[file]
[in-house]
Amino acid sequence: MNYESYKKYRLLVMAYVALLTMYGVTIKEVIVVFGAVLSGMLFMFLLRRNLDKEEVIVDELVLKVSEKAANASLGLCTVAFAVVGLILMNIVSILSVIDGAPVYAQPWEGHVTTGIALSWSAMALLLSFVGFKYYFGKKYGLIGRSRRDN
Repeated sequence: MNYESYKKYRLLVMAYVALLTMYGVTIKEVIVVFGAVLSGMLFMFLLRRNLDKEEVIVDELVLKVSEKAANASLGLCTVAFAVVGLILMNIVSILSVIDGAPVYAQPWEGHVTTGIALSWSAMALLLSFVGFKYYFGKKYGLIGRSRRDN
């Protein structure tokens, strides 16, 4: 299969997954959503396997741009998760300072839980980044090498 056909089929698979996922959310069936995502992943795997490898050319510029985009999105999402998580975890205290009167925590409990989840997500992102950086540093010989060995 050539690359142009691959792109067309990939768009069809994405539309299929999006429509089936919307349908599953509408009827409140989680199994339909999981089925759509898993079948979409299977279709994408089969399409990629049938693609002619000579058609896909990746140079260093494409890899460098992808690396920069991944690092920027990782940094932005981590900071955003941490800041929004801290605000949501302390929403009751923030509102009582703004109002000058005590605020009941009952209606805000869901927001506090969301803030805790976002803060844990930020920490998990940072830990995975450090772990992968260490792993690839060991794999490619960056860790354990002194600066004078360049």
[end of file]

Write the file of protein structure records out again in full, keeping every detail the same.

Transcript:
[in-house]
Amino acid sequence: MNYESYKKYRLLVMAYVALLTMYGVTIKEVIVVFGAVLSGMLFMFLLRRNLDKEEVIVDELVLKVSEKAANASLGLCTVAFAVVGLILMNIVSILSVIDGAPVYAQPWEGHVTTGIALSWSAMALLLSFVGFKYYFGKKYGLIGRSRRDN
Repeated sequence: MNYESYKKYRLLVMAYVALLTMYGVTIKEVIVVFGAVLSGMLFMFLLRRNLDKEEVIVDELVLKVSEKAANASLGLCTVAFAVVGLILMNIVSILSVIDGAPVYAQPWEGHVTTGIALSWSAMALLLSFVGFKYYFGKKYGLIGRSRRDN
């Protein structure tokens, strides 16, 4: 299969997954959503396997741009998760300072839980980044090498 056909089929698979996922959310069936995502992943795997490898050319510029985009999105999402998580975890205290009167925590409990989840997500992102950086540093010989060995 050539690359142009691959792109067309990939768009069809994405539309299929999006429509089936919307349908599953509408009827409140989680199994339909999981089925759509898993079948979409299977279709994408089969399409990629049938693609002619000579058609896909990746140079260093494409890899460098992808690396920069991944690092920027990782940094932005981590900071955003941490800041929004801290605000949501302390929403009751923030509102009582703004109002000058005590605020009941009952209606805000869901927001506090969301803030805790976002803060844990930020920490998990940072830990995975450090772990992968260490792993690839060991794999490619960056860790354990002194600066004078360049």